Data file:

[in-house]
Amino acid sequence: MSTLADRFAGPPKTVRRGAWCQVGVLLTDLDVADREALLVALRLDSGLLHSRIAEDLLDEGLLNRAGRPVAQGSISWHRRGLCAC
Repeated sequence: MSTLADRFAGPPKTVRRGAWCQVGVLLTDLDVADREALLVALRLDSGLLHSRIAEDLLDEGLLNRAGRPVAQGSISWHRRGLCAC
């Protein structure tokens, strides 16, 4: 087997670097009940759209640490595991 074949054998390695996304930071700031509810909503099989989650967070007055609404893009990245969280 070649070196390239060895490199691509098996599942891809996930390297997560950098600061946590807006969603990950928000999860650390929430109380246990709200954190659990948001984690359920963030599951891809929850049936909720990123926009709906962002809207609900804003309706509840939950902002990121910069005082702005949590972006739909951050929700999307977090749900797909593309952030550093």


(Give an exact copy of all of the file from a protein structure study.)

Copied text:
[in-house]
Amino acid sequence: MSTLADRFAGPPKTVRRGAWCQVGVLLTDLDVADREALLVALRLDSGLLHSRIAEDLLDEGLLNRAGRPVAQGSISWHRRGLCAC
Repeated sequence: MSTLADRFAGPPKTVRRGAWCQVGVLLTDLDVADREALLVALRLDSGLLHSRIAEDLLDEGLLNRAGRPVAQGSISWHRRGLCAC
């Protein structure tokens, strides 16, 4: 087997670097009940759209640490595991 074949054998390695996304930071700031509810909503099989989650967070007055609404893009990245969280 070649070196390239060895490199691509098996599942891809996930390297997560950098600061946590807006969603990950928000999860650390929430109380246990709200954190659990948001984690359920963030599951891809929850049936909720990123926009709906962002809207609900804003309706509840939950902002990121910069005082702005949590972006739909951050929700999307977090749900797909593309952030550093």